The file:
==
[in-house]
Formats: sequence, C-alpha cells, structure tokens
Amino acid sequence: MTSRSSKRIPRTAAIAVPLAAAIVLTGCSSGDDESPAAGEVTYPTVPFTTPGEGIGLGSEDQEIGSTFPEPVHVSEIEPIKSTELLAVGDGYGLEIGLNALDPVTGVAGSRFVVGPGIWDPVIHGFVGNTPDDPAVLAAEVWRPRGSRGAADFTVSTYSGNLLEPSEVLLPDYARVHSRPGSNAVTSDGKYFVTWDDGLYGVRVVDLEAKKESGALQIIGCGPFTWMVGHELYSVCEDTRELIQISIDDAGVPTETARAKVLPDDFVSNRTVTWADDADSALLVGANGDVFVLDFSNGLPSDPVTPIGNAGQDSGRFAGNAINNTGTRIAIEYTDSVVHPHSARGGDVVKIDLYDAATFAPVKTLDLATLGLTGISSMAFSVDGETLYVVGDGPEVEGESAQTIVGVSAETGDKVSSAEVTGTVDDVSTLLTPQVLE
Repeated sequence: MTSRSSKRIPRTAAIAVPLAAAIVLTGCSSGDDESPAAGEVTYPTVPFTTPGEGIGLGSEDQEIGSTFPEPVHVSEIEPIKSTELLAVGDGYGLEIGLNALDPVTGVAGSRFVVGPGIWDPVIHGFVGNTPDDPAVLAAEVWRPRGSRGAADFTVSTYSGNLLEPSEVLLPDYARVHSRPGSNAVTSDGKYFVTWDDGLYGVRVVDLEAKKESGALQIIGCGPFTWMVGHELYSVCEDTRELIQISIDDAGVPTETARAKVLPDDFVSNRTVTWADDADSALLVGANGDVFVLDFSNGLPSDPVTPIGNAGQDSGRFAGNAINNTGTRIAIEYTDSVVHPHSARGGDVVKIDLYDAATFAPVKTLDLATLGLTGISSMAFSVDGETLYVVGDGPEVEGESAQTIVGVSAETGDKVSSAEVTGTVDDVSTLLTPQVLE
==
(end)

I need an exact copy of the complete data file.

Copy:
[in-house]
Formats: sequence, C-alpha cells, structure tokens
Amino acid sequence: MTSRSSKRIPRTAAIAVPLAAAIVLTGCSSGDDESPAAGEVTYPTVPFTTPGEGIGLGSEDQEIGSTFPEPVHVSEIEPIKSTELLAVGDGYGLEIGLNALDPVTGVAGSRFVVGPGIWDPVIHGFVGNTPDDPAVLAAEVWRPRGSRGAADFTVSTYSGNLLEPSEVLLPDYARVHSRPGSNAVTSDGKYFVTWDDGLYGVRVVDLEAKKESGALQIIGCGPFTWMVGHELYSVCEDTRELIQISIDDAGVPTETARAKVLPDDFVSNRTVTWADDADSALLVGANGDVFVLDFSNGLPSDPVTPIGNAGQDSGRFAGNAINNTGTRIAIEYTDSVVHPHSARGGDVVKIDLYDAATFAPVKTLDLATLGLTGISSMAFSVDGETLYVVGDGPEVEGESAQTIVGVSAETGDKVSSAEVTGTVDDVSTLLTPQVLE
Repeated sequence: MTSRSSKRIPRTAAIAVPLAAAIVLTGCSSGDDESPAAGEVTYPTVPFTTPGEGIGLGSEDQEIGSTFPEPVHVSEIEPIKSTELLAVGDGYGLEIGLNALDPVTGVAGSRFVVGPGIWDPVIHGFVGNTPDDPAVLAAEVWRPRGSRGAADFTVSTYSGNLLEPSEVLLPDYARVHSRPGSNAVTSDGKYFVTWDDGLYGVRVVDLEAKKESGALQIIGCGPFTWMVGHELYSVCEDTRELIQISIDDAGVPTETARAKVLPDDFVSNRTVTWADDADSALLVGANGDVFVLDFSNGLPSDPVTPIGNAGQDSGRFAGNAINNTGTRIAIEYTDSVVHPHSARGGDVVKIDLYDAATFAPVKTLDLATLGLTGISSMAFSVDGETLYVVGDGPEVEGESAQTIVGVSAETGDKVSSAEVTGTVDDVSTLLTPQVLE